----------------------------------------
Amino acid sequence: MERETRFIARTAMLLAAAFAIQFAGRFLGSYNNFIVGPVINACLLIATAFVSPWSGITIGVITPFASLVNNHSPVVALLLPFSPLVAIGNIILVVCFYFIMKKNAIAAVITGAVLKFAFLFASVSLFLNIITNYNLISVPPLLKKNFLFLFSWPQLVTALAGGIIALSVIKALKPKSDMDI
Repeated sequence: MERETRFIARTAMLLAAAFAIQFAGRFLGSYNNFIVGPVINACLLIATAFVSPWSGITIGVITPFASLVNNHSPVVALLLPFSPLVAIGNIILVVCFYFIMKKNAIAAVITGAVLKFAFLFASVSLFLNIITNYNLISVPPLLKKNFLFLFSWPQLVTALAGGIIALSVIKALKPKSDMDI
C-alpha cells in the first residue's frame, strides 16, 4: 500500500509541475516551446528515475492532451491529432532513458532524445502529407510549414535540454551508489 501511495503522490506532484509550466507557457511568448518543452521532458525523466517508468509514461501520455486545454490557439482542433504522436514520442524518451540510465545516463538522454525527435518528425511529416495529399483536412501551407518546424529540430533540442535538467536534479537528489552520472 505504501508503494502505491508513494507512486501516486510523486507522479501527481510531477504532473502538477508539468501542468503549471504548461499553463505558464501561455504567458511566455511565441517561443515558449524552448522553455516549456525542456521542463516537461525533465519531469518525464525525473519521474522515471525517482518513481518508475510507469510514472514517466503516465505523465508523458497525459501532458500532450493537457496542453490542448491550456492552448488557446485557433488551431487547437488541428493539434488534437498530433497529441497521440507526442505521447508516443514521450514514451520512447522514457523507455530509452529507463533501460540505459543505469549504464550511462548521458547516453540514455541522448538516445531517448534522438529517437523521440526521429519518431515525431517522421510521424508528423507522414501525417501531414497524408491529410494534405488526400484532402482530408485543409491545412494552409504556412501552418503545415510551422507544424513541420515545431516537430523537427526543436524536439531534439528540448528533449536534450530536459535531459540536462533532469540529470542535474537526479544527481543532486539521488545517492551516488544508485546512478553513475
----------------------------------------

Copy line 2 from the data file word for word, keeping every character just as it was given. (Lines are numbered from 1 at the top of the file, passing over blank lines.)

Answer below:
Repeated sequence: MERETRFIARTAMLLAAAFAIQFAGRFLGSYNNFIVGPVINACLLIATAFVSPWSGITIGVITPFASLVNNHSPVVALLLPFSPLVAIGNIILVVCFYFIMKKNAIAAVITGAVLKFAFLFASVSLFLNIITNYNLISVPPLLKKNFLFLFSWPQLVTALAGGIIALSVIKALKPKSDMDI